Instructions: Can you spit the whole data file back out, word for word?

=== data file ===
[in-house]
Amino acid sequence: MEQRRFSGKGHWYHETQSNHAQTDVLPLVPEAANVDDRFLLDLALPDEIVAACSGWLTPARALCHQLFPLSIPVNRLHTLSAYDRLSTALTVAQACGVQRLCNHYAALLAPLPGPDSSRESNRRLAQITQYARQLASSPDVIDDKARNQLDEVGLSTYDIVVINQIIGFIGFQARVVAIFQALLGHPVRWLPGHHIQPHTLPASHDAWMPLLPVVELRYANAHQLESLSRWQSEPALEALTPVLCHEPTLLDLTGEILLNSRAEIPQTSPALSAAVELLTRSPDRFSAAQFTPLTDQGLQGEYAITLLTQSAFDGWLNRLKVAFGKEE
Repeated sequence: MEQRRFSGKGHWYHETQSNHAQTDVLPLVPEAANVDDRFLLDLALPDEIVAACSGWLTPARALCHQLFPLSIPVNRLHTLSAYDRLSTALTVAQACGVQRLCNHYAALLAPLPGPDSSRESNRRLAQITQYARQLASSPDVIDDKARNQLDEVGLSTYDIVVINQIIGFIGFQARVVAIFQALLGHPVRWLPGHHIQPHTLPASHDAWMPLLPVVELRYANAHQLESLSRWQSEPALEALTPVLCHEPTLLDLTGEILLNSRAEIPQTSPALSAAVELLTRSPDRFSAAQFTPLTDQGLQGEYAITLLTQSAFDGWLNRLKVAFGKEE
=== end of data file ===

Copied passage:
[in-house]
Amino acid sequence: MEQRRFSGKGHWYHETQSNHAQTDVLPLVPEAANVDDRFLLDLALPDEIVAACSGWLTPARALCHQLFPLSIPVNRLHTLSAYDRLSTALTVAQACGVQRLCNHYAALLAPLPGPDSSRESNRRLAQITQYARQLASSPDVIDDKARNQLDEVGLSTYDIVVINQIIGFIGFQARVVAIFQALLGHPVRWLPGHHIQPHTLPASHDAWMPLLPVVELRYANAHQLESLSRWQSEPALEALTPVLCHEPTLLDLTGEILLNSRAEIPQTSPALSAAVELLTRSPDRFSAAQFTPLTDQGLQGEYAITLLTQSAFDGWLNRLKVAFGKEE
Repeated sequence: MEQRRFSGKGHWYHETQSNHAQTDVLPLVPEAANVDDRFLLDLALPDEIVAACSGWLTPARALCHQLFPLSIPVNRLHTLSAYDRLSTALTVAQACGVQRLCNHYAALLAPLPGPDSSRESNRRLAQITQYARQLASSPDVIDDKARNQLDEVGLSTYDIVVINQIIGFIGFQARVVAIFQALLGHPVRWLPGHHIQPHTLPASHDAWMPLLPVVELRYANAHQLESLSRWQSEPALEALTPVLCHEPTLLDLTGEILLNSRAEIPQTSPALSAAVELLTRSPDRFSAAQFTPLTDQGLQGEYAITLLTQSAFDGWLNRLKVAFGKEE